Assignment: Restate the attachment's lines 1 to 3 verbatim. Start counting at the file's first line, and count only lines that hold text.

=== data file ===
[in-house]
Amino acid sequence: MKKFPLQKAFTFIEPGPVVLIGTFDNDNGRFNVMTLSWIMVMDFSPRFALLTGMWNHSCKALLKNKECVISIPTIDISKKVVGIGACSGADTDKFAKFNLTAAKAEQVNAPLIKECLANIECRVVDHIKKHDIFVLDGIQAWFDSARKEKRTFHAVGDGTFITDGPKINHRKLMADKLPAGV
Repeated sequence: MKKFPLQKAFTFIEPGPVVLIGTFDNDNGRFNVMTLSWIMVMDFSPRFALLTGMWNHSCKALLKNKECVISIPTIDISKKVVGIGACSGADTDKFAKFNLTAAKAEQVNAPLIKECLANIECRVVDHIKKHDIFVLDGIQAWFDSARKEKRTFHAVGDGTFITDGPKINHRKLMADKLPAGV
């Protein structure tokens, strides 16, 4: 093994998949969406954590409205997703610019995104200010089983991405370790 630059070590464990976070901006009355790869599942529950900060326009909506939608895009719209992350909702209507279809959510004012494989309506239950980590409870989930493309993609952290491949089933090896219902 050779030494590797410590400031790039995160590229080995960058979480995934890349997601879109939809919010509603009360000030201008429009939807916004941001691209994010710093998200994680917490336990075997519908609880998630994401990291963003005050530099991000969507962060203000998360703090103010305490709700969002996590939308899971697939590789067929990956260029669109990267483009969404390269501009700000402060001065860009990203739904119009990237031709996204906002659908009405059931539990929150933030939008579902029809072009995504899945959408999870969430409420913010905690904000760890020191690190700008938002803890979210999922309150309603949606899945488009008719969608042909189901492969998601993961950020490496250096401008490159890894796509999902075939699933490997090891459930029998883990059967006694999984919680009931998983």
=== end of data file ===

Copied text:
[in-house]
Amino acid sequence: MKKFPLQKAFTFIEPGPVVLIGTFDNDNGRFNVMTLSWIMVMDFSPRFALLTGMWNHSCKALLKNKECVISIPTIDISKKVVGIGACSGADTDKFAKFNLTAAKAEQVNAPLIKECLANIECRVVDHIKKHDIFVLDGIQAWFDSARKEKRTFHAVGDGTFITDGPKINHRKLMADKLPAGV
Repeated sequence: MKKFPLQKAFTFIEPGPVVLIGTFDNDNGRFNVMTLSWIMVMDFSPRFALLTGMWNHSCKALLKNKECVISIPTIDISKKVVGIGACSGADTDKFAKFNLTAAKAEQVNAPLIKECLANIECRVVDHIKKHDIFVLDGIQAWFDSARKEKRTFHAVGDGTFITDGPKINHRKLMADKLPAGV